School districts around the region are using the summer break to work on major projects that will change what some students experience when they return to classes.
From an $850,000 artificial turf installation in Ross Schools’ sports stadium to adding a second story at a West Chester Twp.’s Butler Tech school to installing new cameras and wiring in Hamilton High School, the projects will affect thousands of students in the area..
Many of Lakota schools’ 16,500 students will start classes in August with renovated “innovation centers” designed to use the latest in digital learning.
“When our elementary students return in the fall, they will have access to 3D printers, virtual reality stations and video production areas in their new innovation hubs, similar to the hubs at our secondary buildings,” said Betsy Fuller, spokeswoman for Lakota.
“The transformation of our elementary schools’ media centers to innovation hubs include some minor modifications, such as paint, new carpeting and flexible seating that coupled with technology upgrades, will create an environment that will encourages collaboration and creativity.”
The most visible summer-time school project is the construction of a second-floor addition to Butler Tech’s Bioscience Center perched high atop a hill overlooking Interstate 75 in West Chester.
The expansion of the popular school, which was first reported by the Journal-News, is the first of a multi-stage growth plan school officials have said will eventually include college branch classes and private industries.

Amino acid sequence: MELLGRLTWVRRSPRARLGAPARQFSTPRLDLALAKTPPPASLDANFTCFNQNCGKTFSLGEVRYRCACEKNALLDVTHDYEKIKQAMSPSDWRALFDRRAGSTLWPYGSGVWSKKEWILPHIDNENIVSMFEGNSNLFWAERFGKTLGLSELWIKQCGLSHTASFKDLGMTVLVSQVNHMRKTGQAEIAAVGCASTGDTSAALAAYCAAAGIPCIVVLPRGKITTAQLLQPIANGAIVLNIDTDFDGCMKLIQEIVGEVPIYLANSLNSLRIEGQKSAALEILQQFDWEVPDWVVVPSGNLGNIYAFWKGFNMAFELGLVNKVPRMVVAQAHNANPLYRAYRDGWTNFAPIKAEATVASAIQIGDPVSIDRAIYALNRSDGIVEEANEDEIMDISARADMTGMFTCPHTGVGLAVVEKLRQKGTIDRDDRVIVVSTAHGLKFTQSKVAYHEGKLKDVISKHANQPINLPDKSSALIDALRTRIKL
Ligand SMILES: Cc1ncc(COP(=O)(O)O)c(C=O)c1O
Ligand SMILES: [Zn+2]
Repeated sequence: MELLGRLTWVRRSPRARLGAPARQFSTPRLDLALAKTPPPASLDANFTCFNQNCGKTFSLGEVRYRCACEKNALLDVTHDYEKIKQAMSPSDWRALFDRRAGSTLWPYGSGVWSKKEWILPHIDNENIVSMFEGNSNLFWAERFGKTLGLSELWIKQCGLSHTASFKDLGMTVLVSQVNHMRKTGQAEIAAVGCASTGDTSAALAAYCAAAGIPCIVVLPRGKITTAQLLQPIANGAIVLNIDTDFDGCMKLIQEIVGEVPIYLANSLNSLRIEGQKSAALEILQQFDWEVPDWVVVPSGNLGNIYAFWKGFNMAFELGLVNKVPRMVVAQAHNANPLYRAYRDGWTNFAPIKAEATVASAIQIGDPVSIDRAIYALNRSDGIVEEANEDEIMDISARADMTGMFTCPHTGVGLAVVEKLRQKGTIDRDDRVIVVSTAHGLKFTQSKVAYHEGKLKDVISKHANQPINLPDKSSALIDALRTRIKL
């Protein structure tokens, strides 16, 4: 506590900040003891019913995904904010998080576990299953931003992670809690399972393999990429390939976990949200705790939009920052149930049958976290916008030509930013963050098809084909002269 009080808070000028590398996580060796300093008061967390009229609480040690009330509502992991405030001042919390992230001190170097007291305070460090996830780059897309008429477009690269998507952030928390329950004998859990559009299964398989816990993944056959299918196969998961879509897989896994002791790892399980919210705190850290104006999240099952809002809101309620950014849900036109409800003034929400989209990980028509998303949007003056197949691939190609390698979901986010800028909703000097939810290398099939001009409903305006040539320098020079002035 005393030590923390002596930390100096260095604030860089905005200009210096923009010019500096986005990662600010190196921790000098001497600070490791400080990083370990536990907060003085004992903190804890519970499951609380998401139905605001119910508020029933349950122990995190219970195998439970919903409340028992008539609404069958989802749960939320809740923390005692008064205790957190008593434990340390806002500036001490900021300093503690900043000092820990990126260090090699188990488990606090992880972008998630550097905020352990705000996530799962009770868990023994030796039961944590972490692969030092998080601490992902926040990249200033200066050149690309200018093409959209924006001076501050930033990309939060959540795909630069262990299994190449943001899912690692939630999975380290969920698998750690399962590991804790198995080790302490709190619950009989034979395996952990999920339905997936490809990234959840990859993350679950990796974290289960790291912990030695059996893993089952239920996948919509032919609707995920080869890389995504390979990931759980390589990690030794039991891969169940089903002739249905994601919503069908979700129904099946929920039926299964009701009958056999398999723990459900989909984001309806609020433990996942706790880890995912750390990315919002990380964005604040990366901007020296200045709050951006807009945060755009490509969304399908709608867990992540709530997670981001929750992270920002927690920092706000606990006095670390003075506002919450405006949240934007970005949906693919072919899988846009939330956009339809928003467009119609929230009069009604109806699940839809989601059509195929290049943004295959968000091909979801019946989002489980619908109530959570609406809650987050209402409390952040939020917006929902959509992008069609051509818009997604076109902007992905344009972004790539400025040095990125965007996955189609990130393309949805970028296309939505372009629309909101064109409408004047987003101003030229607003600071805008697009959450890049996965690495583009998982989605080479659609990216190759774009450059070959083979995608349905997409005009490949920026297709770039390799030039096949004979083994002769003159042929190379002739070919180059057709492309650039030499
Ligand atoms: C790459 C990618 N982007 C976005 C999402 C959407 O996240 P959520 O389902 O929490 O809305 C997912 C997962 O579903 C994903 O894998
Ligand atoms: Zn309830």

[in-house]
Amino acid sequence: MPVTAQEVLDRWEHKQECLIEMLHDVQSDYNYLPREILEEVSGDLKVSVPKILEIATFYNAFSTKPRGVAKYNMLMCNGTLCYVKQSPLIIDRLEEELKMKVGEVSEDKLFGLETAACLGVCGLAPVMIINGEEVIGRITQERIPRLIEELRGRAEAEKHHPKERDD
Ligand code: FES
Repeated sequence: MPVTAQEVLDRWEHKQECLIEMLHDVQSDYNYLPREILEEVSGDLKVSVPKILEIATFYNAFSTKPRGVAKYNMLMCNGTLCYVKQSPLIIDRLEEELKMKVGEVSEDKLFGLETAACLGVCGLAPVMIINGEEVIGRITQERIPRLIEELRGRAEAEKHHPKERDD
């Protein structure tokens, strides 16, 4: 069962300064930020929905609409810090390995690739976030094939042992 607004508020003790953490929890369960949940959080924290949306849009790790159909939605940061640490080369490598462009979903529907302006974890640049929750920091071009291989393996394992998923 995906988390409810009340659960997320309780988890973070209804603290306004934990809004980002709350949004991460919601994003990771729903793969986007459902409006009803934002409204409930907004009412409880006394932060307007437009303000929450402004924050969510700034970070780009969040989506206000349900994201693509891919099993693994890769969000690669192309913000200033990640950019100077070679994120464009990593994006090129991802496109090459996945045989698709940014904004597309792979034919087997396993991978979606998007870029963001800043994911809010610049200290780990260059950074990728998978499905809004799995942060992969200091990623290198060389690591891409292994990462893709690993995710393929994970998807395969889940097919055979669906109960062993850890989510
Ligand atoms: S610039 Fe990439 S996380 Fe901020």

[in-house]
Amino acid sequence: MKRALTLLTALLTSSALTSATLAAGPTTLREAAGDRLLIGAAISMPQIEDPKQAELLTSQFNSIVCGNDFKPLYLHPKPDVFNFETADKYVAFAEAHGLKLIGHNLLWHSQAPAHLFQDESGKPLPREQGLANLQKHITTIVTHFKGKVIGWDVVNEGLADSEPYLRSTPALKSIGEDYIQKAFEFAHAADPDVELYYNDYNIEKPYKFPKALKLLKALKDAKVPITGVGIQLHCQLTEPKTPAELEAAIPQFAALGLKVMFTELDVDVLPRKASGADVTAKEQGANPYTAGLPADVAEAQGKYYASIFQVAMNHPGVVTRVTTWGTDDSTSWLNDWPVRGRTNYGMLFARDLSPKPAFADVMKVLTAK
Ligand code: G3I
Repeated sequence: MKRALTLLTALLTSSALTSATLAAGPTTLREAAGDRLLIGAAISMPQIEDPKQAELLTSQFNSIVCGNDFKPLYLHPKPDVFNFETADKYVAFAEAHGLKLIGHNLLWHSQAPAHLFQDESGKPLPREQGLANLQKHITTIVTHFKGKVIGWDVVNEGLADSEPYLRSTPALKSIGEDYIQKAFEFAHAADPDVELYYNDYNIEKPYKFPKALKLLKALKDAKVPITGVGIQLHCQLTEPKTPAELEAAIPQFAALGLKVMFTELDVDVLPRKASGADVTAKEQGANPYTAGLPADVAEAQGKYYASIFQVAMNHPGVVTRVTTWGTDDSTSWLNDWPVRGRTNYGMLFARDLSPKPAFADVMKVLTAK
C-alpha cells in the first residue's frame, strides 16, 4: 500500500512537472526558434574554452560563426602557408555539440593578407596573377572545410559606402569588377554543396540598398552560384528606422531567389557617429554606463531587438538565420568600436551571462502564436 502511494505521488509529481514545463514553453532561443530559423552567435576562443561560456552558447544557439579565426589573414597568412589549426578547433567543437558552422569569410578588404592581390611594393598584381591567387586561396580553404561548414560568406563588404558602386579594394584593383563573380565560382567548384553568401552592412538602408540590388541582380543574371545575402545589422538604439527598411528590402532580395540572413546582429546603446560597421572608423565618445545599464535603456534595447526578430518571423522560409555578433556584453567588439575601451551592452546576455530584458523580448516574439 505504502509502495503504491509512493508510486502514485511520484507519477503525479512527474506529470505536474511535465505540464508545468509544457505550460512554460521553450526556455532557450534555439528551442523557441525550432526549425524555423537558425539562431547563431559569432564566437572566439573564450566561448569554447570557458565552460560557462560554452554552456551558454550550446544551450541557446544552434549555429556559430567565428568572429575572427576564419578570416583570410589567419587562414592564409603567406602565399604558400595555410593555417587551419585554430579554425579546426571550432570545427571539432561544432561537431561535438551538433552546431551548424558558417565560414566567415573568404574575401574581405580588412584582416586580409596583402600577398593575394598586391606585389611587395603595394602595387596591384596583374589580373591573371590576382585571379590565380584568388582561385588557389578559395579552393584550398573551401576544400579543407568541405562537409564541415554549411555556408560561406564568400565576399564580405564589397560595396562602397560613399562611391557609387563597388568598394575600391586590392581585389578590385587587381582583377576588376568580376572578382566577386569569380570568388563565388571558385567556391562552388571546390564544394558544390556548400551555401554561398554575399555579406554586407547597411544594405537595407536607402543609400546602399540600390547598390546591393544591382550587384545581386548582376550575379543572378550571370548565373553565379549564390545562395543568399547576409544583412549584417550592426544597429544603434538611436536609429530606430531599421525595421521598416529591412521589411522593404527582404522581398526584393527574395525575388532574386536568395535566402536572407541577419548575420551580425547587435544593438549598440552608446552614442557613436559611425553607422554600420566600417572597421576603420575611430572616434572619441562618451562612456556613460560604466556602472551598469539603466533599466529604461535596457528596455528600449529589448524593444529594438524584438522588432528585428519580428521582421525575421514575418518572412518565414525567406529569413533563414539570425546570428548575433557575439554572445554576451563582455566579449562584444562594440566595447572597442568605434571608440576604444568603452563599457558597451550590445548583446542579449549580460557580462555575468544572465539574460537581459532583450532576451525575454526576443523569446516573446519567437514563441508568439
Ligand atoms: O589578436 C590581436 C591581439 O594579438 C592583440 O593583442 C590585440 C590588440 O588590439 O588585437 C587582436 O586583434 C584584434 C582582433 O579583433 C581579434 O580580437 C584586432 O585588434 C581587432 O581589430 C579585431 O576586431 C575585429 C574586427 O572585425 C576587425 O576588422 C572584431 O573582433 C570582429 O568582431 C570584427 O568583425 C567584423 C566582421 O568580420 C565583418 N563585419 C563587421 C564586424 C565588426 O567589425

And the career school’s D. Russel Lee main campus in Fairfield Twp. is also undergoing extensive renovations in its cosmetology lab.
A.J. Huff, spokeswoman for Butler Tech, said “the cosmetology lab at the Fairfield Twp. campus is getting a complete makeover, and the construction (a $20,000 project) at the Middletown Airport hangar is being finalized for the new Aviation Exploration program starting in the fall.”
At Hamilton High School, crews are using the summer months to upgrade security by installing new cameras and recorders, said Mike Holbrook, superintendent of the 10,000-student school system.
Work on the campus, which includes what will be the latest addition to the Butler Tech school system when that organization takes over Hamilton’s old Career Technical Education building starting in August, includes added security to that school’s connecting entrance to the high school.
The new Butler Tech Hamilton campus will also soon be adding a 12,000-pound lift in its automotive lab and renovating and relocating its exercise science lab.
“Hamilton Schools uses the time when students are not in session as an opportunity to perform most construction projects. Many of these projects would impact the academic environment during the school year, therefore the time during summer and winter breaks are used to complete facility upgrades,” he said.
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